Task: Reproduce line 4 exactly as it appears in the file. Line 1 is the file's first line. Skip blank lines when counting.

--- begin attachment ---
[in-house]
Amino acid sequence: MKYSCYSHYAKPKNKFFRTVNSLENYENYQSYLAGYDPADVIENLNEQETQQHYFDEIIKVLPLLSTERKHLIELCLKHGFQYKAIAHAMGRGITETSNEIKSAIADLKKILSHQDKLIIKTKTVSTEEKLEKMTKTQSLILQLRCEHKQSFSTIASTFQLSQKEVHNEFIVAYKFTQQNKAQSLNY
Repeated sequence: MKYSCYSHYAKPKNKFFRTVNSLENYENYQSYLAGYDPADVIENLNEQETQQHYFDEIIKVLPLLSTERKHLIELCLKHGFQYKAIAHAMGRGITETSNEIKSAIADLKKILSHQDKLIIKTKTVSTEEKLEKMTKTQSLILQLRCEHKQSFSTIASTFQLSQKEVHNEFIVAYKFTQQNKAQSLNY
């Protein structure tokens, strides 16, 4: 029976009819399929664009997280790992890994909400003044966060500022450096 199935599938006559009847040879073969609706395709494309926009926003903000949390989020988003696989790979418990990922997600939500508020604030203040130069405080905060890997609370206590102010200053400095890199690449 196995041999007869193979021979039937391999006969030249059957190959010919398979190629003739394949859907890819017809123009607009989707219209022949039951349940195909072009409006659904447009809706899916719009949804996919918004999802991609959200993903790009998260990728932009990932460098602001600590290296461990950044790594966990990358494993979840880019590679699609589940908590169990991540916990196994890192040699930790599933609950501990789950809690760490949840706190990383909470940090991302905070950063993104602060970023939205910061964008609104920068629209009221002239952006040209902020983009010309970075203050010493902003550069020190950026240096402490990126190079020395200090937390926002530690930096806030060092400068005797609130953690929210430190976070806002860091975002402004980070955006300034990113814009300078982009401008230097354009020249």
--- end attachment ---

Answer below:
């Protein structure tokens, strides 16, 4: 029976009819399929664009997280790992890994909400003044966060500022450096 199935599938006559009847040879073969609706395709494309926009926003903000949390989020988003696989790979418990990922997600939500508020604030203040130069405080905060890997609370206590102010200053400095890199690449 196995041999007869193979021979039937391999006969030249059957190959010919398979190629003739394949859907890819017809123009607009989707219209022949039951349940195909072009409006659904447009809706899916719009949804996919918004999802991609959200993903790009998260990728932009990932460098602001600590290296461990950044790594966990990358494993979840880019590679699609589940908590169990991540916990196994890192040699930790599933609950501990789950809690760490949840706190990383909470940090991302905070950063993104602060970023939205910061964008609104920068629209009221002239952006040209902020983009010309970075203050010493902003550069020190950026240096402490990126190079020395200090937390926002530690930096806030060092400068005797609130953690929210430190976070806002860091975002402004980070955006300034990113814009300078982009401008230097354009020249």